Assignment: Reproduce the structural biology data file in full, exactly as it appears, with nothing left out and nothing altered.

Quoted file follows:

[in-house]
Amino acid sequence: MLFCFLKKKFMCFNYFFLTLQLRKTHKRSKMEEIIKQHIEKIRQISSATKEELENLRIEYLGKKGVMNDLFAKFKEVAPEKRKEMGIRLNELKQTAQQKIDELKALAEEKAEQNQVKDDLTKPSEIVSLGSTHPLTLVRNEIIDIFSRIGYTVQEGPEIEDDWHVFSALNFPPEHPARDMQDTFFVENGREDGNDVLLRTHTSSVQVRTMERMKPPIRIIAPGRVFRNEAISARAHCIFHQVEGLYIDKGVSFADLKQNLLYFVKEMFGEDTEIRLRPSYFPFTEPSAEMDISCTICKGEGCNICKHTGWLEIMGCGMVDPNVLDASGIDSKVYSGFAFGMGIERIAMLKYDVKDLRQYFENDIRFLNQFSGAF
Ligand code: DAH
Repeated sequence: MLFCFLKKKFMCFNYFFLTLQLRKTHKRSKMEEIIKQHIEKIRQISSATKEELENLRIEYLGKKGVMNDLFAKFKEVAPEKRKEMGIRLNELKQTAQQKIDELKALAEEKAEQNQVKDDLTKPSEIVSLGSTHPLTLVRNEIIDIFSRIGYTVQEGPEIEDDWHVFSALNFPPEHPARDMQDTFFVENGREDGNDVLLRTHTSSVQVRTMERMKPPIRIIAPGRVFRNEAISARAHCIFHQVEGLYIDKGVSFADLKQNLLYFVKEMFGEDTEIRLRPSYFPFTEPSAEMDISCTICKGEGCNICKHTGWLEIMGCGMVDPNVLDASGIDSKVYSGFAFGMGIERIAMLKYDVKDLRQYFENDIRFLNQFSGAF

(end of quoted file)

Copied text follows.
[in-house]
Amino acid sequence: MLFCFLKKKFMCFNYFFLTLQLRKTHKRSKMEEIIKQHIEKIRQISSATKEELENLRIEYLGKKGVMNDLFAKFKEVAPEKRKEMGIRLNELKQTAQQKIDELKALAEEKAEQNQVKDDLTKPSEIVSLGSTHPLTLVRNEIIDIFSRIGYTVQEGPEIEDDWHVFSALNFPPEHPARDMQDTFFVENGREDGNDVLLRTHTSSVQVRTMERMKPPIRIIAPGRVFRNEAISARAHCIFHQVEGLYIDKGVSFADLKQNLLYFVKEMFGEDTEIRLRPSYFPFTEPSAEMDISCTICKGEGCNICKHTGWLEIMGCGMVDPNVLDASGIDSKVYSGFAFGMGIERIAMLKYDVKDLRQYFENDIRFLNQFSGAF
Ligand code: DAH
Repeated sequence: MLFCFLKKKFMCFNYFFLTLQLRKTHKRSKMEEIIKQHIEKIRQISSATKEELENLRIEYLGKKGVMNDLFAKFKEVAPEKRKEMGIRLNELKQTAQQKIDELKALAEEKAEQNQVKDDLTKPSEIVSLGSTHPLTLVRNEIIDIFSRIGYTVQEGPEIEDDWHVFSALNFPPEHPARDMQDTFFVENGREDGNDVLLRTHTSSVQVRTMERMKPPIRIIAPGRVFRNEAISARAHCIFHQVEGLYIDKGVSFADLKQNLLYFVKEMFGEDTEIRLRPSYFPFTEPSAEMDISCTICKGEGCNICKHTGWLEIMGCGMVDPNVLDASGIDSKVYSGFAFGMGIERIAMLKYDVKDLRQYFENDIRFLNQFSGAF